Games: Total War Warhammer Review

With Warhammer II around the corner, and with nearly 400 hours logged on Total War: Warhammer, I figured it was about time I reviewed the game. The game does have a few issues, but if you have been looking for a fantasy-themed strategy game then I highly suggest picking up Total War: Warhammer.

Graphics: 8/10

Thorgrim atop his Throne of Power.

Warhammer hit it pretty square on the head in terms of graphics. To truly enjoy the game in all it’s glory, you’re going to need a decent video card. I originally played the game on a GTX 750 and was able to play with most settings on medium. However, I soon upgraded to a 980 just for this game and was blown away. The detail on each unit and character is supurb. The developers really did thier homework to ensure the units accurately reflect the tabletop detail of each specific race. That’s not to say it’s all great though. The terrain seems to lack some detail in the graphical department even when set to high detail. It’s also repetitive; expect to see terrain similar to other Total Wars with fantasy elements thrown in. Details on the over world are superb and well done. Small details like dragons flying around mountain peaks or the soft glow of the winds of magic flowing over fields really add to the atmosphere that the Old World should.

Dwarf, Goblin, and Ork battle lines crash.

Soundtrack/Audio: 7/10
For the most part, all the audio is intense and matches the theme of the game. For the longest time I would turn up the music because at certain points, it was very ‘epic’ if you will. But the same music does get old after a bit, and there does not seem to be much variation in music. Sound effects are what you would expect and add immersion to the game but it’s nothing over the top. It’s good, maybe even great, but not excellent.

Gameplay: 7/10
The game plays like many TW’s with some exceptions. The exceptions are the main reason why this game didn’t get a perfect 10. Creative left one KEY aspect out of the game, NO VILLAGE BATTLES. Yes, you can seige castles and large cities (if they have walls), but when you surround a town and decided to attack, you will be met with a flat landscape on the battle map. This can be very frustrating during the campaign because in other TW’s, the town’s defenses would at least give you the chance to put up some sort of resistance even against an overwhelming horde. In Warhammer, if your town is small and not built up, even the smallest armies can destroy you since it turns into a straight 1 on 1 battle on flat terrain with the AI.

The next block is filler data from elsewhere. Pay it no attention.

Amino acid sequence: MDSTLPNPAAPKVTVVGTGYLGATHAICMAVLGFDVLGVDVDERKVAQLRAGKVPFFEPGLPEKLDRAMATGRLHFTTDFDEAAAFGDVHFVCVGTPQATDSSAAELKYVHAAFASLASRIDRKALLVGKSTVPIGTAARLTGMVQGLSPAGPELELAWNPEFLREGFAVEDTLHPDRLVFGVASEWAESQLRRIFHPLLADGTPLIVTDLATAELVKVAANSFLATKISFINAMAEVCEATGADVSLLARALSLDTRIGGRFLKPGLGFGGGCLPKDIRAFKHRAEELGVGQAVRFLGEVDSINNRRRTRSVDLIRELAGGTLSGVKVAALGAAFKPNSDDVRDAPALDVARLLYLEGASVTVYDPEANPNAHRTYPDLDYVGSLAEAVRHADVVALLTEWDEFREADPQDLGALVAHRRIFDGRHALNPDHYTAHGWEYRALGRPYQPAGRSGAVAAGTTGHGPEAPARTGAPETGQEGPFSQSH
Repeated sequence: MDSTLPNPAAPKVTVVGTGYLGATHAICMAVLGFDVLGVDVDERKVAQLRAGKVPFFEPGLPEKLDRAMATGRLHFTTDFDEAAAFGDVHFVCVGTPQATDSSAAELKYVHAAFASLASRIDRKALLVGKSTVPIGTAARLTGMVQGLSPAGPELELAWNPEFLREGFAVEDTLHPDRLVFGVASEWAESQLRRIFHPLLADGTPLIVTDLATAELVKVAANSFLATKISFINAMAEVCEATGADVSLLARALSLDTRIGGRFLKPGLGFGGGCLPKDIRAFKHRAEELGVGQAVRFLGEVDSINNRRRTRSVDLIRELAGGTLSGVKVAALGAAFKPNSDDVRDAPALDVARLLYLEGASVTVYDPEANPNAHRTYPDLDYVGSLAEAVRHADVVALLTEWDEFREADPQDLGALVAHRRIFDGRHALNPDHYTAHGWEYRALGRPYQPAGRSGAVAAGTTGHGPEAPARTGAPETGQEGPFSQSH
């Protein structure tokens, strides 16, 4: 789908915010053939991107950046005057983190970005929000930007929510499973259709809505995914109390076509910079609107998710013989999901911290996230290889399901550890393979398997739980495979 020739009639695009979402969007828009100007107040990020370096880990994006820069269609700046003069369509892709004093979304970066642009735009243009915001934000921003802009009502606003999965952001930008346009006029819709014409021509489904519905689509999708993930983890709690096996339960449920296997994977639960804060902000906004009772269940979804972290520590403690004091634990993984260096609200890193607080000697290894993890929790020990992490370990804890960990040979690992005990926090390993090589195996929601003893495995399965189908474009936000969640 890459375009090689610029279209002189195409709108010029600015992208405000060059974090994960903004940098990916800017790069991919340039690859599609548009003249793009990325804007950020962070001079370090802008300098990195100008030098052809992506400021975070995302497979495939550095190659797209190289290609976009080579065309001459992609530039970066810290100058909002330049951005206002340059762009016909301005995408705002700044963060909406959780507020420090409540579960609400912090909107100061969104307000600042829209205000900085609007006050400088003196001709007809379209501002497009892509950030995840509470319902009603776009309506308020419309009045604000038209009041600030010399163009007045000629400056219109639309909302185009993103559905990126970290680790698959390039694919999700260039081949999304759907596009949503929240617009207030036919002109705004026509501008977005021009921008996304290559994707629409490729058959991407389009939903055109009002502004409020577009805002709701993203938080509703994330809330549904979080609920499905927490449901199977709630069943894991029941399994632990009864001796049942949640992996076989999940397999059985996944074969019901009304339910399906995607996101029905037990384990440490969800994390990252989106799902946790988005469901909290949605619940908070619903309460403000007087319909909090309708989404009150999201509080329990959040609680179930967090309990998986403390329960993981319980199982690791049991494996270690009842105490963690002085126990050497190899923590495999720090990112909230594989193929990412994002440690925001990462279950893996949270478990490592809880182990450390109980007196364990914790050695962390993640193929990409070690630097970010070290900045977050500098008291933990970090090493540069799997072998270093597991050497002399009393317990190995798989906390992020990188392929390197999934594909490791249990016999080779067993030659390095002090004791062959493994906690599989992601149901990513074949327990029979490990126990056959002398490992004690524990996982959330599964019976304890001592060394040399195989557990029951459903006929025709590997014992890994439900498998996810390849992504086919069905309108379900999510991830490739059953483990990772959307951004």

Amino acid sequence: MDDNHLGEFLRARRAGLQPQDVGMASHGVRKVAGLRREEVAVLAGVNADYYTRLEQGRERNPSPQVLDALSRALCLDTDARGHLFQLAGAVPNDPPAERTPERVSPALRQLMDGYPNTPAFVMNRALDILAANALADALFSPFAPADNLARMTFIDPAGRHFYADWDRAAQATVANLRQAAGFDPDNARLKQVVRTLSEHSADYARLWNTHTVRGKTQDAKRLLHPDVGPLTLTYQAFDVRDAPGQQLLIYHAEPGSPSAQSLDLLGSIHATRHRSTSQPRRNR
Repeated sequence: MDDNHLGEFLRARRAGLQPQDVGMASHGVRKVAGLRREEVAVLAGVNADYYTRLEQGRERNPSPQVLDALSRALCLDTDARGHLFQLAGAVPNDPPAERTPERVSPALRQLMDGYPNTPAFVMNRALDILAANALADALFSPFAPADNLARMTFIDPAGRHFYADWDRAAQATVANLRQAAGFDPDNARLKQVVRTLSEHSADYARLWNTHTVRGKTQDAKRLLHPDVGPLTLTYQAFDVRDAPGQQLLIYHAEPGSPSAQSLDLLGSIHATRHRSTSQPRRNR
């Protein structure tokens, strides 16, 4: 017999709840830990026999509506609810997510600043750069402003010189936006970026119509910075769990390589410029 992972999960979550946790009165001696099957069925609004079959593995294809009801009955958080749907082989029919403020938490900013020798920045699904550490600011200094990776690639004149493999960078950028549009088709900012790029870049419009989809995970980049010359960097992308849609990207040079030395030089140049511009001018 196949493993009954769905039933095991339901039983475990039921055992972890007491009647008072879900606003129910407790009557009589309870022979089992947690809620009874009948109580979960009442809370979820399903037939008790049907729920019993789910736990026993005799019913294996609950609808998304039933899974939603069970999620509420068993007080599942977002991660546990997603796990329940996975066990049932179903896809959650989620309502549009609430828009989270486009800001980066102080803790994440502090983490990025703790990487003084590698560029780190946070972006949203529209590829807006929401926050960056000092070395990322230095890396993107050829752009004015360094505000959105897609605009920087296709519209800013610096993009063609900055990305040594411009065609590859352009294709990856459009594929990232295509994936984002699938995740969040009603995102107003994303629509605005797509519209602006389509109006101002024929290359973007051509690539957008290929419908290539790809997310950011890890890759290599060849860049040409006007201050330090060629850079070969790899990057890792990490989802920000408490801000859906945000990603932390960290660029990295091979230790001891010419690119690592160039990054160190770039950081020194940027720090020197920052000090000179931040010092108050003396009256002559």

Speaking of the AI, it seems creative has not done much to improve it. You may frequently come across AI armies made entirely out of artillery, or notice that the army you are chasing can somehow stay right out of your reach. I have also noticed the AI will rarely siege settlements. They would rather wait you out which is very disappointing as I find defensive battles to be quite enjoyable. Expect your typical Total War AI silliness. (Also, would it kill Creative to make the Greenskins not spawn SO MANY AGENTS? Thx.)

Ork Bigguns’ ready for some face smashing.

On the other hand, tactics do play a very large part in the single player campaign. Many races have certain abilities that can be utilized during the game. Dwarfs move underground which can be great for making up thier general slowness on the overworld map. Elves utilize ‘forest paths’ to quickly move about the map making ambushes quite common and unpredictable. Agents play a key role in the game and can be utilized in your army as an actual unit. Magic is a new and welcome addition to TW, and for the most part adds to the enjoyment. Some of the spells are underwhelming and have a random aspect to them, but many can make or break a battle if cast at the right time and place. If your race uses magic, don’t discard it.

That was a close one…

Overall 7.5/10
In the end (Get it? It’s the end times!) the game is very enjoyable and well worth the money for both the game and a few of the DLCs. The Blood DLC is would say is a must at the minimum. Race DLCs are not mandatory and even if you don’t buy them, you can still see the new races in game (You just can’t play as them in SP or MP). The gameplay, paired with the amazing graphics really make TW:W something special. If your a fan of the fantasy setting or Warhammer in general, you might find yourself playing this game for quite some time.

Special Note: It has been confirmed that with Warhammer II, there will be an option for a ‘Grand Campaign’ that will combine both the Old World and Lustria into one massive game if you own both. So even if you planned on getting TW:W2, it may still be worth it to pick up TW:W1 just for this additional content.



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